Grace's Guide

British Industrial History

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Redruth and Chasewater Railway

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The chief production of the area was copper at that time, although there was some tin and ochre mined. The output was then shipped north to the port of Portreath for smelting in South Wales, along the However

As the mines became more profitable, the owners of the Portreath Tramroad put up the price for trans-shipping. John Taylor countered by constructing his own tramway to link the principal mines which he leased in Gwennap – including Consolidated Mines – south through the Carnon Valley to his new port at Devoran on the south coast. This port was built on one of the creeks on the River Fal, above Falmouth harbour on the south coast.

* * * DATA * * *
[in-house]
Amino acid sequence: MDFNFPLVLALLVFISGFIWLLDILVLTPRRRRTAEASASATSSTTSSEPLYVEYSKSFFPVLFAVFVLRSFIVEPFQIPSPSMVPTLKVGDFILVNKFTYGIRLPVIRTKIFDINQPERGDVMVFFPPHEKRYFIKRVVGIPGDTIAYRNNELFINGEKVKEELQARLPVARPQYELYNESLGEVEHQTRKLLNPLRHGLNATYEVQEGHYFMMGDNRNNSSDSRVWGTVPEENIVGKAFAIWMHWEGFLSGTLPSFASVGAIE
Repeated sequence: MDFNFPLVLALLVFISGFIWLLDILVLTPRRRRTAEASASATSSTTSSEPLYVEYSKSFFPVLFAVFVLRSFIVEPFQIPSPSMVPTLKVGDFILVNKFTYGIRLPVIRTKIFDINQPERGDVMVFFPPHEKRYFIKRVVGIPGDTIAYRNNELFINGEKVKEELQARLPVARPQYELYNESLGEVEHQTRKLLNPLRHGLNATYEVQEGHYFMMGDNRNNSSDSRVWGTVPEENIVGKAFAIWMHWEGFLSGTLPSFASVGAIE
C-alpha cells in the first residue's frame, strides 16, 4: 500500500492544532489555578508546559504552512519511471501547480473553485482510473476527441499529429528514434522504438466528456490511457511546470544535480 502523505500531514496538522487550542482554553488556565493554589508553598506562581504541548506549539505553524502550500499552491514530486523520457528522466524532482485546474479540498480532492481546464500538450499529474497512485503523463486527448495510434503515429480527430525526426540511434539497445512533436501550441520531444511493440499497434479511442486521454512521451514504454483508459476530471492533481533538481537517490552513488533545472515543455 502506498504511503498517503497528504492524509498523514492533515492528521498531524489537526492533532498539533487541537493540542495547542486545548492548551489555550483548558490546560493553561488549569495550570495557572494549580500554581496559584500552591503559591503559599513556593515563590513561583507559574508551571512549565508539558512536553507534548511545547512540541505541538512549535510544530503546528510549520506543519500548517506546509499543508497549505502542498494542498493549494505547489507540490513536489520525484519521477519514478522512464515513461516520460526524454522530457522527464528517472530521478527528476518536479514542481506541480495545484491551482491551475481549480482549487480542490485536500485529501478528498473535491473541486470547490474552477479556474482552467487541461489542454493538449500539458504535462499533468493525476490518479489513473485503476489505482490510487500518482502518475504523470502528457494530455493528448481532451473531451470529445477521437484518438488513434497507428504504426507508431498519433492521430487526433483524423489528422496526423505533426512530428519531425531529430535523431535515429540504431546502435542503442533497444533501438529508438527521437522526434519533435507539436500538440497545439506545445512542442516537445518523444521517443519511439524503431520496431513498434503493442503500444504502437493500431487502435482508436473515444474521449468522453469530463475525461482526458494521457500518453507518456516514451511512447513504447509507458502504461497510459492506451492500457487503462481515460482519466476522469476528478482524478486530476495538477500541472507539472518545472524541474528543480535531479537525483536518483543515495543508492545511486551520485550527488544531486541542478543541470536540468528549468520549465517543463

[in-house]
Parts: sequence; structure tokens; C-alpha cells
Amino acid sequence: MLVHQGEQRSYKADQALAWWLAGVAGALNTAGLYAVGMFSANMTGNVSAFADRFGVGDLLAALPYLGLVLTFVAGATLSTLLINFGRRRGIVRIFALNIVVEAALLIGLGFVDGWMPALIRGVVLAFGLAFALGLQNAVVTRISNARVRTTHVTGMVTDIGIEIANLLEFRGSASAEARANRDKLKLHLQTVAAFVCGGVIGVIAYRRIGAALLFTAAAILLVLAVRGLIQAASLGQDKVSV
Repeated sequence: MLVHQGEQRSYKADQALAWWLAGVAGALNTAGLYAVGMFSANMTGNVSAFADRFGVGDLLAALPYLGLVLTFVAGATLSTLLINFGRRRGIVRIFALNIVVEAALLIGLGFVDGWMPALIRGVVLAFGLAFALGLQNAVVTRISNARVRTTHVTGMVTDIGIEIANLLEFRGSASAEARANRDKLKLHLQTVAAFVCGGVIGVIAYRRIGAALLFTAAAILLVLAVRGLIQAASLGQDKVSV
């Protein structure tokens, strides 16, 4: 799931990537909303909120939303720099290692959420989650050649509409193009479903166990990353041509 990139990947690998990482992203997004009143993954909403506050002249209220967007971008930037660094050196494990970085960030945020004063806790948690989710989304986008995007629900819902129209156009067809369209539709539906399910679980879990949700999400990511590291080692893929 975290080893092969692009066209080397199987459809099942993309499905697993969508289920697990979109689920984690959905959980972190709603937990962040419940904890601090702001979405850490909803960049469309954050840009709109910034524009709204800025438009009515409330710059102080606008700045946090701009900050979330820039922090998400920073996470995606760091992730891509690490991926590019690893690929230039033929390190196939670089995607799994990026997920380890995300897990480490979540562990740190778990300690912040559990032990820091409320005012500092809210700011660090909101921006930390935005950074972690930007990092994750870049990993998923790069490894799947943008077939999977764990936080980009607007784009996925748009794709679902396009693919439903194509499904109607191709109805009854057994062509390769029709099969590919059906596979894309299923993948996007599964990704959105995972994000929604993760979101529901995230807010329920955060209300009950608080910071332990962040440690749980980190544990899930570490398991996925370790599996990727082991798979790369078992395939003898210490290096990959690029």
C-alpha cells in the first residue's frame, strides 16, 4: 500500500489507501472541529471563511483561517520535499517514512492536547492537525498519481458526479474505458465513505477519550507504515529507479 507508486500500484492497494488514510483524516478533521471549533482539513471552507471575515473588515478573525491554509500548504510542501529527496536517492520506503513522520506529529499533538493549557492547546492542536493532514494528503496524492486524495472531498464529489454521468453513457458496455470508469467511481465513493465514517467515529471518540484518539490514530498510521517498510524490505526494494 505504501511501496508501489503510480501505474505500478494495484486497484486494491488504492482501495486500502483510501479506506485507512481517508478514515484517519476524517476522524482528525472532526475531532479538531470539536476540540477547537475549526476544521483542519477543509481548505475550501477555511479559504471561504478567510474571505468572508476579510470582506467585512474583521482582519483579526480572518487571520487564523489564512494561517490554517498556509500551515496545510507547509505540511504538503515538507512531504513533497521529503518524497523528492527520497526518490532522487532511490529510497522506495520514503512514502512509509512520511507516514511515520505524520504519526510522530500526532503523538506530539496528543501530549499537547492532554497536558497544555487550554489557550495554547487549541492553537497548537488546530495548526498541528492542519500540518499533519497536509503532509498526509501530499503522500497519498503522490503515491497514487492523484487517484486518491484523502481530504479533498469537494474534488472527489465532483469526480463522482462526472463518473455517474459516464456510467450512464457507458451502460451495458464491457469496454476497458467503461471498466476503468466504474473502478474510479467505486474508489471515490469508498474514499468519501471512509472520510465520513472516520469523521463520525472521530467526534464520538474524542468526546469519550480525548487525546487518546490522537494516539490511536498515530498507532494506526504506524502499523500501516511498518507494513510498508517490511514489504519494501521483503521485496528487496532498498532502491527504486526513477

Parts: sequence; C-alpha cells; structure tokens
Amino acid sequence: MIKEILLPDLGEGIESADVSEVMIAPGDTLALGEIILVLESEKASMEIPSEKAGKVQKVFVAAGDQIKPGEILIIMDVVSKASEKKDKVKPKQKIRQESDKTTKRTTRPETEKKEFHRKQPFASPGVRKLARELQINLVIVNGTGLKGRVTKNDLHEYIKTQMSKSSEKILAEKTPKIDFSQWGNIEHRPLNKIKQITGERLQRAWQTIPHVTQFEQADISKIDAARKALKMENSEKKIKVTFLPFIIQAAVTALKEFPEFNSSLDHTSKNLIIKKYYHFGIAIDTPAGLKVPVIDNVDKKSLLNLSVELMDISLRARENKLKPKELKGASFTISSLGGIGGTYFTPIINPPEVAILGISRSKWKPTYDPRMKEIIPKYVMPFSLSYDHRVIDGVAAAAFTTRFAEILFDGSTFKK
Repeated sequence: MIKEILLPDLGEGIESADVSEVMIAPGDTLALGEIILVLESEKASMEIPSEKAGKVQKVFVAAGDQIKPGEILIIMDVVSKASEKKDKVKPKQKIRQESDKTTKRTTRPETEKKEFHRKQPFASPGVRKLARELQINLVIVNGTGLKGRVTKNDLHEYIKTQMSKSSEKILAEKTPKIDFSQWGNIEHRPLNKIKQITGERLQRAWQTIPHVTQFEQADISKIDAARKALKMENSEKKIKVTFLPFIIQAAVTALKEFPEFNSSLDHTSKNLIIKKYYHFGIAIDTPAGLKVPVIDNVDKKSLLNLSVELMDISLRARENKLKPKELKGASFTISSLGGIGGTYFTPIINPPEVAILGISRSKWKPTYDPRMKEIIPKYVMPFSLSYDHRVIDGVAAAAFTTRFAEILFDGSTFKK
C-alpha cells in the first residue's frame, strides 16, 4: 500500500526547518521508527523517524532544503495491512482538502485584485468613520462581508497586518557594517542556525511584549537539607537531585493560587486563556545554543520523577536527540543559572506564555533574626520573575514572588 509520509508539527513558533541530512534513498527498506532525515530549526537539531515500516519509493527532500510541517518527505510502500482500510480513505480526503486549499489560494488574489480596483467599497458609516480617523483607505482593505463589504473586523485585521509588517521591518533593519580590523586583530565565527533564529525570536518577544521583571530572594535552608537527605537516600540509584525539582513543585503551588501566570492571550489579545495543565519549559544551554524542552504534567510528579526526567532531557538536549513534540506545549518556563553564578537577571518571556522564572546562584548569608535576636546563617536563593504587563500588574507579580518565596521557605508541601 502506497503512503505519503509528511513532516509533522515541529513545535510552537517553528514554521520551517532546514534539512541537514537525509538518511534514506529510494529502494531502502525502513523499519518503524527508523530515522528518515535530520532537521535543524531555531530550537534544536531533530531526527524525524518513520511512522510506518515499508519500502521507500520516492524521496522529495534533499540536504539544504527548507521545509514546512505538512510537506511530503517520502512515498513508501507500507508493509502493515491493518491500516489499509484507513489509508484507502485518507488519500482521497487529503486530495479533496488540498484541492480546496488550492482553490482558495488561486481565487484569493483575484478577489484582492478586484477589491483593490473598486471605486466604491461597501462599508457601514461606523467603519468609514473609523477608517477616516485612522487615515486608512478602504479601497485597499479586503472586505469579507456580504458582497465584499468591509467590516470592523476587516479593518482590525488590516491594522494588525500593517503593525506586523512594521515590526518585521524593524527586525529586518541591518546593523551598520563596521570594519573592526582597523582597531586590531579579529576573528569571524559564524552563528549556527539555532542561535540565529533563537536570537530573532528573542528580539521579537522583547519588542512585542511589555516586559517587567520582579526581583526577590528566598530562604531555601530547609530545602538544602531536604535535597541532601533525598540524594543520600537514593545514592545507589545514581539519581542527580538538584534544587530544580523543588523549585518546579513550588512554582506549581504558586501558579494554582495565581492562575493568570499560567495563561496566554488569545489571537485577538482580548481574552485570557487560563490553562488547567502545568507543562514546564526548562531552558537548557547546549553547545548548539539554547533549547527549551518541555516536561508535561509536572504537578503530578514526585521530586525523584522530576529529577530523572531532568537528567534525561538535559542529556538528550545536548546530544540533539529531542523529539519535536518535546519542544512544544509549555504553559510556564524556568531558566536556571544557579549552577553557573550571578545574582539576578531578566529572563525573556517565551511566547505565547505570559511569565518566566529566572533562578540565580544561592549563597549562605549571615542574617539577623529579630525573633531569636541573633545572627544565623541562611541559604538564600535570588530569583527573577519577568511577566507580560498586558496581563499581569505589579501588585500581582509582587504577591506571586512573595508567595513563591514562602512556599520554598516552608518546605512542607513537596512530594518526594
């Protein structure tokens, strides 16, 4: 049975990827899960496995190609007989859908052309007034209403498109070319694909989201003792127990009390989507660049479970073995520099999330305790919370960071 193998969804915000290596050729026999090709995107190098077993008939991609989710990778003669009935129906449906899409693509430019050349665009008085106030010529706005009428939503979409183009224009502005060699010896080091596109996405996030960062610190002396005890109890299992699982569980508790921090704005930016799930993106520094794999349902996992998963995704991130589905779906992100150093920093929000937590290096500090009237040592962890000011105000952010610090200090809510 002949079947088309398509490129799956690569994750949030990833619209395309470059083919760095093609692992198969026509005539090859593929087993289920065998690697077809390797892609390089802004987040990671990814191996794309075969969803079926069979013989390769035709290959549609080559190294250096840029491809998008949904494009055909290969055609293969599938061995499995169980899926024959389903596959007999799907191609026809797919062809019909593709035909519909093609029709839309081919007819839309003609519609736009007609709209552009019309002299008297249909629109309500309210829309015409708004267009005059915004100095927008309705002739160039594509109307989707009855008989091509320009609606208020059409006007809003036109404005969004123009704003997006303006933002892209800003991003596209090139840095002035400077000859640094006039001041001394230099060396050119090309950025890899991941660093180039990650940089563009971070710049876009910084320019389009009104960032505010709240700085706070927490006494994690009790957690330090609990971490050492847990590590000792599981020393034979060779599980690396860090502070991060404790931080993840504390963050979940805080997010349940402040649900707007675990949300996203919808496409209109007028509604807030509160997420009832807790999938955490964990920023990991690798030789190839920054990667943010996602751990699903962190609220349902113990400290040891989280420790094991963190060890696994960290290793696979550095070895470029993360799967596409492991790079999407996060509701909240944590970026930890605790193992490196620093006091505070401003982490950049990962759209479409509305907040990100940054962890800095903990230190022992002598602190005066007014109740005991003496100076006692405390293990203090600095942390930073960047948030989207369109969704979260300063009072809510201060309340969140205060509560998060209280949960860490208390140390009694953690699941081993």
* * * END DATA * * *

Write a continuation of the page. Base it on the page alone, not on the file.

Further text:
1824 the Redruth and Chasewater mineral tramway opened, initially horse-drawn.

1854 Converted to using steam engines, with only one engine in steam at a time; the line was 4ft gauge[1]

1904 The steam engines were saddle tank engines built by Neilson and Co:

  • the Miner and Smelter, six-wheeled engines with four wheels coupled in front, built 1854
  • the Spitfire, six-wheeled, six-wheel coupled, built in 1859 ; .
  • the Miner was rebuilt as a six-wheel coupled engine in 1869, and again partially rebuilt in 1902; it had 3ft 6in driving wheels, and cylinders 12in. by 18in.

1908 The company was in the hands of the receiver. [2]

1915 The railway finally closed.

See Also


Sources of Information

  1. The Engineer 1904/10/14
  2. The Stock Exchange Year Book 1908